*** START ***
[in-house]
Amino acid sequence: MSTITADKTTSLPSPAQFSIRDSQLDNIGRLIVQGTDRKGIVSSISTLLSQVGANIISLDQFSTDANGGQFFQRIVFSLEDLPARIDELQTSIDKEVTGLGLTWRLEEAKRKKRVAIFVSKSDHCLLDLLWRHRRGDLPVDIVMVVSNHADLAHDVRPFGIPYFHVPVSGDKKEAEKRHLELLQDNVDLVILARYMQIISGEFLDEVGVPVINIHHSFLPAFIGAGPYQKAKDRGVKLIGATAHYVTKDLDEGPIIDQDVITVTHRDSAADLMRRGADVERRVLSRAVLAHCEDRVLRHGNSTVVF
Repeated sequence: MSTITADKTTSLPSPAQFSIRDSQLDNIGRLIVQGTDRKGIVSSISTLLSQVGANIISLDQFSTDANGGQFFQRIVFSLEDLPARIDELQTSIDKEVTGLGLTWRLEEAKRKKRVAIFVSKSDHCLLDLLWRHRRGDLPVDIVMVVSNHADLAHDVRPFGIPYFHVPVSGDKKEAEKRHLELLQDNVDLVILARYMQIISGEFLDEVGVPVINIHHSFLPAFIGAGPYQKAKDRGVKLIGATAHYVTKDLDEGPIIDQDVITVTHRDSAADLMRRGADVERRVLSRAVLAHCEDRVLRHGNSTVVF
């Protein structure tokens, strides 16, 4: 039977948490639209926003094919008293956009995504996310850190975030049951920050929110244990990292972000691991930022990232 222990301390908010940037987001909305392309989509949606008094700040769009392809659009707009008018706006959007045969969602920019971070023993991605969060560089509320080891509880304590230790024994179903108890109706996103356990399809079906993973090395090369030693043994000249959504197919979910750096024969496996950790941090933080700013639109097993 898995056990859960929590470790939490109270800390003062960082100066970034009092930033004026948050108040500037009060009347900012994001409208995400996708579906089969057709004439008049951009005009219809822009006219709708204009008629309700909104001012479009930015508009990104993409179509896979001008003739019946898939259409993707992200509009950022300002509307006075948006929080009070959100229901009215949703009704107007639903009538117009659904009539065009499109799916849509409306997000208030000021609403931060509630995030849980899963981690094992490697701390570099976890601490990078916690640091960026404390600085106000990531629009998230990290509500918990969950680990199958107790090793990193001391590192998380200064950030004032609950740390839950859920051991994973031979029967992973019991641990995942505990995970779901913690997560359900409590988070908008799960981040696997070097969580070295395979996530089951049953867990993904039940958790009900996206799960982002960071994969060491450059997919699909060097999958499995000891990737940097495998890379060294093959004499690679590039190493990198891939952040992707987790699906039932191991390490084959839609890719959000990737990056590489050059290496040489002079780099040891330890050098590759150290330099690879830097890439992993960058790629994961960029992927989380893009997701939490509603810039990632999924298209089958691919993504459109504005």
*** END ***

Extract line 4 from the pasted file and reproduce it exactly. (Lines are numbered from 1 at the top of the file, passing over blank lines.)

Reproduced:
């Protein structure tokens, strides 16, 4: 039977948490639209926003094919008293956009995504996310850190975030049951920050929110244990990292972000691991930022990232 222990301390908010940037987001909305392309989509949606008094700040769009392809659009707009008018706006959007045969969602920019971070023993991605969060560089509320080891509880304590230790024994179903108890109706996103356990399809079906993973090395090369030693043994000249959504197919979910750096024969496996950790941090933080700013639109097993 898995056990859960929590470790939490109270800390003062960082100066970034009092930033004026948050108040500037009060009347900012994001409208995400996708579906089969057709004439008049951009005009219809822009006219709708204009008629309700909104001012479009930015508009990104993409179509896979001008003739019946898939259409993707992200509009950022300002509307006075948006929080009070959100229901009215949703009704107007639903009538117009659904009539065009499109799916849509409306997000208030000021609403931060509630995030849980899963981690094992490697701390570099976890601490990078916690640091960026404390600085106000990531629009998230990290509500918990969950680990199958107790090793990193001391590192998380200064950030004032609950740390839950859920051991994973031979029967992973019991641990995942505990995970779901913690997560359900409590988070908008799960981040696997070097969580070295395979996530089951049953867990993904039940958790009900996206799960982002960071994969060491450059997919699909060097999958499995000891990737940097495998890379060294093959004499690679590039190493990198891939952040992707987790699906039932191991390490084959839609890719959000990737990056590489050059290496040489002079780099040891330890050098590759150290330099690879830097890439992993960058790629994961960029992927989380893009997701939490509603810039990632999924298209089958691919993504459109504005």